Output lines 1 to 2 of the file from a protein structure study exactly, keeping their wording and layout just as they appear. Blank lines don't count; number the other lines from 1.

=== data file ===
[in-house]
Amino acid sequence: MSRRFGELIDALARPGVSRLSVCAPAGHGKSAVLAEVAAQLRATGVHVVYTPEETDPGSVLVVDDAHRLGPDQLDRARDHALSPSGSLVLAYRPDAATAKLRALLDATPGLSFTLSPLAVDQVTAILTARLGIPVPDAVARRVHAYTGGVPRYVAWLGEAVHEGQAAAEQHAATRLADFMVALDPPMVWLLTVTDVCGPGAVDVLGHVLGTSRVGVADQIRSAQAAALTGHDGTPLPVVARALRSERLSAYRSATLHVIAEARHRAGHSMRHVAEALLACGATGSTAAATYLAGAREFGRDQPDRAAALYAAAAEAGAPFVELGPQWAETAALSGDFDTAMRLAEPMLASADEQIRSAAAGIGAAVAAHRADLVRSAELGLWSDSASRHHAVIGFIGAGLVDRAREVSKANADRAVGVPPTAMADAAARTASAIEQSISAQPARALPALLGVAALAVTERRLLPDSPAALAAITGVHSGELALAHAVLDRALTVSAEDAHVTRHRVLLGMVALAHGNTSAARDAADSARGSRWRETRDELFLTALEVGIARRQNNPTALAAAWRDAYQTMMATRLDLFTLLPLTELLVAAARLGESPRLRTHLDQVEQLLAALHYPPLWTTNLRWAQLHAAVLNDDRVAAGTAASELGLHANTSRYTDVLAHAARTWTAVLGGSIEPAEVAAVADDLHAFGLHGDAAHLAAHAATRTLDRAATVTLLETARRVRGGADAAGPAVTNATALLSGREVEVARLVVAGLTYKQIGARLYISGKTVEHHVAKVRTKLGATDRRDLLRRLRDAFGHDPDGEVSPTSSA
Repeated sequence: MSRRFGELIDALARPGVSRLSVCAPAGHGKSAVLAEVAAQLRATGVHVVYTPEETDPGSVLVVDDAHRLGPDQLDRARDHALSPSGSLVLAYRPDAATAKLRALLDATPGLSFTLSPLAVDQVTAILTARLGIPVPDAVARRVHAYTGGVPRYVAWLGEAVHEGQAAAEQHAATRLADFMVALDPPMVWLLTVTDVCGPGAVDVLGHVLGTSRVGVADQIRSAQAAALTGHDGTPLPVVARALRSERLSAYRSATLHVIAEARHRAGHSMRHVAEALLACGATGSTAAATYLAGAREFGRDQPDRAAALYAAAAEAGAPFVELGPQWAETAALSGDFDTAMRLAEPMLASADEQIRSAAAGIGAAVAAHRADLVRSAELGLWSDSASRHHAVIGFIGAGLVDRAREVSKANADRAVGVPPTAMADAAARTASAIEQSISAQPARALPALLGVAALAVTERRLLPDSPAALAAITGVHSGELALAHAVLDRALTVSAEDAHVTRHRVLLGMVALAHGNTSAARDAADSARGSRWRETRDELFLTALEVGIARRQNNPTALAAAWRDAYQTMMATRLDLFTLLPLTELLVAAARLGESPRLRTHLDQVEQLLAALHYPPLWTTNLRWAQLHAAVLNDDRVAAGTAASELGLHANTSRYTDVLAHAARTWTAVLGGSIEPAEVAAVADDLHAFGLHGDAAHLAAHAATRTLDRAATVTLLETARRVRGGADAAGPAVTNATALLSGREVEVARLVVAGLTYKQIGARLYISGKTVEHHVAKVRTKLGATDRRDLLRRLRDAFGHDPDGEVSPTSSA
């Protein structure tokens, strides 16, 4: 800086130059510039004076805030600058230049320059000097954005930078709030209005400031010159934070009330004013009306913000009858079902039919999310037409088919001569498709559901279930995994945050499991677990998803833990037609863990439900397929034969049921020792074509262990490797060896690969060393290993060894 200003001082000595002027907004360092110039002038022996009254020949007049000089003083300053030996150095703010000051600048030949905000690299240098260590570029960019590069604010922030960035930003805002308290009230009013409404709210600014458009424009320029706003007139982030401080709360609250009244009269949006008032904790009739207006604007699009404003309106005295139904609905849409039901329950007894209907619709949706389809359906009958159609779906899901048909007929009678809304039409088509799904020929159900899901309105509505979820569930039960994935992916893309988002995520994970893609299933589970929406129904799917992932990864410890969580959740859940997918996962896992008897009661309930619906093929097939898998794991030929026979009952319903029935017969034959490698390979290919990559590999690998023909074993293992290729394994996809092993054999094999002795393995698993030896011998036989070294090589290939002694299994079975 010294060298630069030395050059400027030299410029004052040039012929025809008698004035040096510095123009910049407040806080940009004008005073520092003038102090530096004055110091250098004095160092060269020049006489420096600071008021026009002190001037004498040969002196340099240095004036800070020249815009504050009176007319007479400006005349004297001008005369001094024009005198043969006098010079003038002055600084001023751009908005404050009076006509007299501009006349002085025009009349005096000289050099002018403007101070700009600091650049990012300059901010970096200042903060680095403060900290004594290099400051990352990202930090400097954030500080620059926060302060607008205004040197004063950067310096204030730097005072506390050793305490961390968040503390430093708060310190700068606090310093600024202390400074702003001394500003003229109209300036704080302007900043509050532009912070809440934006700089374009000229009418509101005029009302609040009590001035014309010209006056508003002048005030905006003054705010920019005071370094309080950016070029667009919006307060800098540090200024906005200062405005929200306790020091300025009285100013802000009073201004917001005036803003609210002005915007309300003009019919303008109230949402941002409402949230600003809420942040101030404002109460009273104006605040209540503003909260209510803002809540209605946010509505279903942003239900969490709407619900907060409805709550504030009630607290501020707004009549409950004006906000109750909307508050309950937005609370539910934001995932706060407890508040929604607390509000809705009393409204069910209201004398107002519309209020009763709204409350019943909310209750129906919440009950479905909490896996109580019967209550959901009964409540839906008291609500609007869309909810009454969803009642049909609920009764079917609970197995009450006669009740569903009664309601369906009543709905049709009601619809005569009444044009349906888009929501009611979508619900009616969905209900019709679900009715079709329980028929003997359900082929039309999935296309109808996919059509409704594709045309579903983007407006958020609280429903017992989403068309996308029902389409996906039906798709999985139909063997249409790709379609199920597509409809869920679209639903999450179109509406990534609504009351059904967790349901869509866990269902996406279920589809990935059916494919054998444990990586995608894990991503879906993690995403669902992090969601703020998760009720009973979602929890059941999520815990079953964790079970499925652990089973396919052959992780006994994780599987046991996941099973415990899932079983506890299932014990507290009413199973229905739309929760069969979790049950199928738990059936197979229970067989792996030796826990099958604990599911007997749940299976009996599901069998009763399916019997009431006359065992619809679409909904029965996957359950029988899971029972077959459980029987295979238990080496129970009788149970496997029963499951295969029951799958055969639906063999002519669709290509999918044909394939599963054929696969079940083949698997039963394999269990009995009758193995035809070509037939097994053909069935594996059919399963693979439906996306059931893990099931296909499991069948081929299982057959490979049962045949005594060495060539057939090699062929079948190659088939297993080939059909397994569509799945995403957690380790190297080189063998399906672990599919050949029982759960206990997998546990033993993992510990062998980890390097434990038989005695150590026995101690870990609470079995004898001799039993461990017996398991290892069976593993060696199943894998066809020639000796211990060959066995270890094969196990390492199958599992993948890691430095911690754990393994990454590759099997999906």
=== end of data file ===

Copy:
[in-house]
Amino acid sequence: MSRRFGELIDALARPGVSRLSVCAPAGHGKSAVLAEVAAQLRATGVHVVYTPEETDPGSVLVVDDAHRLGPDQLDRARDHALSPSGSLVLAYRPDAATAKLRALLDATPGLSFTLSPLAVDQVTAILTARLGIPVPDAVARRVHAYTGGVPRYVAWLGEAVHEGQAAAEQHAATRLADFMVALDPPMVWLLTVTDVCGPGAVDVLGHVLGTSRVGVADQIRSAQAAALTGHDGTPLPVVARALRSERLSAYRSATLHVIAEARHRAGHSMRHVAEALLACGATGSTAAATYLAGAREFGRDQPDRAAALYAAAAEAGAPFVELGPQWAETAALSGDFDTAMRLAEPMLASADEQIRSAAAGIGAAVAAHRADLVRSAELGLWSDSASRHHAVIGFIGAGLVDRAREVSKANADRAVGVPPTAMADAAARTASAIEQSISAQPARALPALLGVAALAVTERRLLPDSPAALAAITGVHSGELALAHAVLDRALTVSAEDAHVTRHRVLLGMVALAHGNTSAARDAADSARGSRWRETRDELFLTALEVGIARRQNNPTALAAAWRDAYQTMMATRLDLFTLLPLTELLVAAARLGESPRLRTHLDQVEQLLAALHYPPLWTTNLRWAQLHAAVLNDDRVAAGTAASELGLHANTSRYTDVLAHAARTWTAVLGGSIEPAEVAAVADDLHAFGLHGDAAHLAAHAATRTLDRAATVTLLETARRVRGGADAAGPAVTNATALLSGREVEVARLVVAGLTYKQIGARLYISGKTVEHHVAKVRTKLGATDRRDLLRRLRDAFGHDPDGEVSPTSSA